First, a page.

June 22, 2015 by New Capel Street: Fabric Division
…or, how I accidentally made a skurtain.
A few years ago, my housemate’s mother sent her home from a visit with a present for me. A shopping bag full of the sewing patterns she used when she was around my age, and which she hadn’t used in literally decades. I rummaged through them, squeed at some, winced at some others, and decided that it would totally be fun to sew every single thing in that collection, especially the Mystery Patterns that had been pullouts from long-gone magazines and which I had no idea what they were.
And then I put them in a box and mostly forgot about them. Eventually my own stash of patterns migrated into that box, and so I was seeing these patterns from the sixties and seventies every time I went to find one of my costume patterns to make some LRP kit. It even occurred to me to make LRP kit out of one of the dresses from the seventies.
But somehow, it took until I decided to sew my shit – use my stash up – to realise that I could make my own costumes for daily life out of these old scraps of paper. Cue this: McCalls 9346, a skirt set from 1968. In two lengths, it said. Now, I don’t know how many of you know my figure, but my housemate likes to refer to me as ‘stunty’. I’ve got a high waist, a waist-hip ratio of doom, and a little pot belly that would make yer wan from Pulp Fiction lose her shit. So naturally, the wraparound mini skirt was the way to go.
I had a think about my boxes of sewing crap, and immediately knew that this brick-red/pinkish fabric would do the job. I’d bought it thinking to make kit for my last LT character, but not done anything with it once she died. Clearly, it was meant to be. So I washed it, ironed it into submission, and cut away. It didn’t fray or misbehave, sat where I told it to when sewing darts and so on…it had to be a trap of some kind.
It was only when I went to Hickeys to buy matching thread, and was having a dig through the bargain bin, that the problem hit me. This was fucking curtain material. It explained everything. The nice plain colour, the heft and weight, the texture, the fact that it just sat there and took whatever I did to it…curtains. But given the weird-ass knits that H&M make half their Fashiony Skirts out of, I reckoned I was totally safe. Nobody would ever know…so I cracked on.
This pattern is a piece of piss. I took an inch out of the centre front and back as it was cut for a size bigger than me, then there were four darts, two side seams, a lining to assemble, and one new thing – a waist stay. (Wooooooo!)
I had to Google this. And Youtube it. Turns out, though, waist stays are pretty fucking rad. It’s literally a strip of fabric sewn to the inside of a waistband to stop it from budging and stretching out. Like staystitching on Hard Mode, and also a handily stable thing to anchor the lining to. Naturally, I was too cheap to go buy stay tape, or grosgrain, or any of the other stuff recommended, so I just cut a strip of selvedge and called it a day!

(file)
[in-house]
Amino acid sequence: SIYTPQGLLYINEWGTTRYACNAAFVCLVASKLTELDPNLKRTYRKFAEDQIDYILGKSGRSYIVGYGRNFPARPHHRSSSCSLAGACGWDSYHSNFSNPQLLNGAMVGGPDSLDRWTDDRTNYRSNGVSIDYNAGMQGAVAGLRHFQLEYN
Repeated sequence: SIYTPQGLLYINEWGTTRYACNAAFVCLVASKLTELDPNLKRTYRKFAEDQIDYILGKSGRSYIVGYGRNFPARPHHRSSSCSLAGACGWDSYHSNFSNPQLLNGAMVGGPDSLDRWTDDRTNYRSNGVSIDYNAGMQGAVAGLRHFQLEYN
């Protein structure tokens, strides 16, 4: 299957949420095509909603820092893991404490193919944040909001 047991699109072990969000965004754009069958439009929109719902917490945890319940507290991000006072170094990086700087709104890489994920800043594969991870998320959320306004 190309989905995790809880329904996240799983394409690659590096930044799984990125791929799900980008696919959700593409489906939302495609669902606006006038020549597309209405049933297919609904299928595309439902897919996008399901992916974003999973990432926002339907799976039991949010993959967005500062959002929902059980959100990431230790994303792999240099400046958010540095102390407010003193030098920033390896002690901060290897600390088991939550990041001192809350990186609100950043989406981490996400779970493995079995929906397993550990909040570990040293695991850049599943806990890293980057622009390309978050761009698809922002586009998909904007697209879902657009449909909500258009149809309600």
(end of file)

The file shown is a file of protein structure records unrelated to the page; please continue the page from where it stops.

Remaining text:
I was impressed by the difference that just adding this one extra step gave to the overall finish of the skirt. It had a fairly basic closure – a slide buckle on the outside, and an internal hook and eye which is not very exciting, but is nicely low-profile. I could say things about the lining, but let’s just assume I swore a LOT about the lining I used, and said repeatedly how glad I am to be nearly rid of that shitty cheapo acetate lining. I did a handfinished hem, because I hate myself and want things to Look Perfect. Or Perfect Enough For Now. And then, boom. Skirt!
Eh, I know it’s a miniskirt, but it’s a little shorter than I envisaged. See, I hacked about three inches off the bottom as it was coming up around knee length, and then realised that I’d made a very deep hem. 2 1/2 inches, to be exact, with the end result that at work, I will not be wearing this with anything other than leggings. It’ll look awesome with boots in winter too.
I wore it to work today, with a certain amount of trepidation due to its length. And…nothing happened. It didn’t wrinkle, it didn’t spontaneously combust, and nobody commented on it. Given how nervous I had been about making clothes for Real Life rather than LRP costume, that’s a big win in my opinion. I felt great in this skirt – I’ve come to realise that everything is a costume, whether for LRP or for work, or just because you feel like, oh, I dunno, dressing like a lady adventurer. It helps me to not be afraid to make and wear my own stuff – and besides, who’s watching?